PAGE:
“Ballerinas dance anti-Putin Swan Lake in Odessa.” The headline sounds like a set-up for a sketch comedy routine but it was deadly earnest. This past May, four Ukranian ballerinas donned tutus and pointe shoes and interlaced arms to dance the four little swans quartet from Swan Lake as an act of protest against Russian president Vladimir Putin.
Staged outdoors, and with a military tank as the backdrop, this anti-Russian feathered routine was intended as a gesture of defiance against Russian forces when they invaded Ukraine in the Spring of this year. The choice of Swan Lake was a deliberately satiric nod by the Ukranians to the soviet era tradition of televising the ballet Swan Lake to signal a change in the country’s leadership.
“We are here to send a message that by unleashing aggression against Ukraine, Vladimir Putin has made a fatal mistake,” regional lawmaker Oleksiy Honcharenko told Ukrainian television cameras when introducing the Swan Lake excerpt. “Today Odessa, as a cultural capital, performs for him this portentous composition.”
Russian censorship may be considered a vestige of the Soviet years and its use of a ballet to portend traumatic events dated, but this summer, not too long after the Ukranian Swan Lake protest, these practices came roaring back. On July 1 new prohibitions were signed into law by Putin, censoring the use of curse words in the arts and restricting the freedom of speech, artistic expression and criticism of the Russian government.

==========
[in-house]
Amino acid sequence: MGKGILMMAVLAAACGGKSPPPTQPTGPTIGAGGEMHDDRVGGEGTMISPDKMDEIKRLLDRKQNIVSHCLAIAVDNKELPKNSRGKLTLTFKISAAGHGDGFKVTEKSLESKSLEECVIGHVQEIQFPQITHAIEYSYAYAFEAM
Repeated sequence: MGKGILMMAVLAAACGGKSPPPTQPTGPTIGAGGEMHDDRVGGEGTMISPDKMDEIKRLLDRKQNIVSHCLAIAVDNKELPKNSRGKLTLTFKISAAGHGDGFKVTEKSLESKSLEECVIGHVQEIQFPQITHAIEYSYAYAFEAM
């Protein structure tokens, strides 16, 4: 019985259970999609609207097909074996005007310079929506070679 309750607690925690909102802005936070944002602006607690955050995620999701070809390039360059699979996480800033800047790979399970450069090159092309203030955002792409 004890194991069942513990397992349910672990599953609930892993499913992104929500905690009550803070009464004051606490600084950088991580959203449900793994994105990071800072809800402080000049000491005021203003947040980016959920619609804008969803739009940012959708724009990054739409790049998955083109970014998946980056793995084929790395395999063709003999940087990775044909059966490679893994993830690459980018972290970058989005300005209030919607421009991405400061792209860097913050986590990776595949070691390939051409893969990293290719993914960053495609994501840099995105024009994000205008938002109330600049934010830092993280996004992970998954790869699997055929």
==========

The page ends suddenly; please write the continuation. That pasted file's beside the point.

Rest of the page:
Last year Putin had banned the use of curse words in Russian media – primarily words describing male and female reproductive organs, copulation and “women of loose morals” according to the BBC. But these newest prohibitions, in targeting artists, carry a particular chill. Dating from the Russian Revolution, the political force of the arts in Russia has been viewed by leadership as both symbolic and deeply practical. Through the reign of Stalin and into the present moment the arts, and particularly time-based art like film, theatre and dance, were considered important mediums of ideological persuasion.
These newest censorship laws were conceived in the shadow of the 2012 arrest of the punk protest group, Pussy Riot, whose members were incarcerated after they performed a song in Moscow’s main cathedral that was considered offensive. Affecting books, films, music, theatre productions among other art forms, the new law punishes any artist or cultural institution that uses curse words with fines of $70 and $1400 respectively.
Ballet in Russia has existed in the net of propaganda and control for a long time. The ties between Swan Lake and Soviet power reached its height in the post Brezhnev to Gorbachebv era. During this decade whenever a political event was about to unfold state controlled television preempted all regular programming and began broadcasting… Swan Lake in its full-length, four-act, three-hour expanse. This was the precise scenario in 1982, 1984, 1985 and 1991 when announcement of the deaths of Leonid Brezhnev, then Yuri Andropov, Konstantin Chernenko, and, finally, the failed coup against Mikhail Gorbachev, were all heralded by official silence and a TV broadcast of the work most emblematic of the purest form of classical ballet, Swan Lake danced to a score by the trademark Russian composer, Pyotr Ilyich Tchaikovsky.